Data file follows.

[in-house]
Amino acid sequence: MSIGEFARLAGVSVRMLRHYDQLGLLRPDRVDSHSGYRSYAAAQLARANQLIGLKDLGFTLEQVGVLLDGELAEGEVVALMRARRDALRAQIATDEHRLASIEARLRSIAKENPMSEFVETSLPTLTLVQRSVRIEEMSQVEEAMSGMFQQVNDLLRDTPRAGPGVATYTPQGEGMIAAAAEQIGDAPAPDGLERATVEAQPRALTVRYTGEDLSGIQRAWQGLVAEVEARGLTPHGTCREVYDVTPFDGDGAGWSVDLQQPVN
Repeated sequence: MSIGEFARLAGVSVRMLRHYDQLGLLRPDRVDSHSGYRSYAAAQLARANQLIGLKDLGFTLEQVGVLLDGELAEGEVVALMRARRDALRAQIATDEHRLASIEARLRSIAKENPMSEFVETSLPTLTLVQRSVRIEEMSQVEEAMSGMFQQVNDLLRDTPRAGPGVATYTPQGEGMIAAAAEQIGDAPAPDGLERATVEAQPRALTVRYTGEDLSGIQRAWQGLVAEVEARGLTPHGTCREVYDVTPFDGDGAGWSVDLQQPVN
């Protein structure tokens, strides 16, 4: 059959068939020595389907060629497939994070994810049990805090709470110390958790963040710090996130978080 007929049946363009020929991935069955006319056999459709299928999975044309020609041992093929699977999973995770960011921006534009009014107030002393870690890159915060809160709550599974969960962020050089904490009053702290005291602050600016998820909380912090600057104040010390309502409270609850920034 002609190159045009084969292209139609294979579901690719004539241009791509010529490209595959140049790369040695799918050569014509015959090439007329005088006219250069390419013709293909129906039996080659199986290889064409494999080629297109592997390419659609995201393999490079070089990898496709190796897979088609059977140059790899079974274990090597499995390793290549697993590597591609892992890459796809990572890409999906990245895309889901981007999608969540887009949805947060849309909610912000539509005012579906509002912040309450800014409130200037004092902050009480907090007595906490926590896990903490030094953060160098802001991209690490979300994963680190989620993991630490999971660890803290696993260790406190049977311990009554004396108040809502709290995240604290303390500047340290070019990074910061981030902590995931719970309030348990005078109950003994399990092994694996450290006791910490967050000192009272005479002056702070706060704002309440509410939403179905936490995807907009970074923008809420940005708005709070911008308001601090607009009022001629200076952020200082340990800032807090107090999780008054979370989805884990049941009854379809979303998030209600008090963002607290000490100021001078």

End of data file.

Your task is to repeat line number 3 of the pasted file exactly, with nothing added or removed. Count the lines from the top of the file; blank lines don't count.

Repeated sequence: MSIGEFARLAGVSVRMLRHYDQLGLLRPDRVDSHSGYRSYAAAQLARANQLIGLKDLGFTLEQVGVLLDGELAEGEVVALMRARRDALRAQIATDEHRLASIEARLRSIAKENPMSEFVETSLPTLTLVQRSVRIEEMSQVEEAMSGMFQQVNDLLRDTPRAGPGVATYTPQGEGMIAAAAEQIGDAPAPDGLERATVEAQPRALTVRYTGEDLSGIQRAWQGLVAEVEARGLTPHGTCREVYDVTPFDGDGAGWSVDLQQPVN